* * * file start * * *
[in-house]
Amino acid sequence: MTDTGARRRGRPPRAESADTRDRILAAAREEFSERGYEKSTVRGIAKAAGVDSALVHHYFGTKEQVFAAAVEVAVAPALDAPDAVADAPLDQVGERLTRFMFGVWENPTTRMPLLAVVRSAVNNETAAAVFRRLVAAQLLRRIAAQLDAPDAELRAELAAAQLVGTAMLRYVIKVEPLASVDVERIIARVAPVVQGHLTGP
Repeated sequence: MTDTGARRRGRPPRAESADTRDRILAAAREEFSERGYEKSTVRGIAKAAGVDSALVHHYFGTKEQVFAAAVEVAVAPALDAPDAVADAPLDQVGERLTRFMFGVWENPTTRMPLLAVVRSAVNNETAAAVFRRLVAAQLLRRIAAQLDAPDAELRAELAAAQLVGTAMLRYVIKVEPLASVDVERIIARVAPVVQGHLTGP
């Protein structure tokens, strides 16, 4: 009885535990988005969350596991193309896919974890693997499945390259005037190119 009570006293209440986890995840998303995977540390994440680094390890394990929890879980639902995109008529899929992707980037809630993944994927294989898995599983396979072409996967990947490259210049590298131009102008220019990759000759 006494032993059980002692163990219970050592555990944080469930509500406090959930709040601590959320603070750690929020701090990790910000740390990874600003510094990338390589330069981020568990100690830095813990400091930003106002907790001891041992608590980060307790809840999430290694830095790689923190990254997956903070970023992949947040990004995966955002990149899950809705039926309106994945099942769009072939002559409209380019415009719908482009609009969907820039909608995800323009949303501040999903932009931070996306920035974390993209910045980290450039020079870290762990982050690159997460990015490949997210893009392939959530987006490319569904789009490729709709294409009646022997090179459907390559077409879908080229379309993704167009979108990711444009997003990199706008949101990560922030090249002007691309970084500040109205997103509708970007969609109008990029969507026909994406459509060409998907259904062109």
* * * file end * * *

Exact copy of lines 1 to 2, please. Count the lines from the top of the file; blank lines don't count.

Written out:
[in-house]
Amino acid sequence: MTDTGARRRGRPPRAESADTRDRILAAAREEFSERGYEKSTVRGIAKAAGVDSALVHHYFGTKEQVFAAAVEVAVAPALDAPDAVADAPLDQVGERLTRFMFGVWENPTTRMPLLAVVRSAVNNETAAAVFRRLVAAQLLRRIAAQLDAPDAELRAELAAAQLVGTAMLRYVIKVEPLASVDVERIIARVAPVVQGHLTGP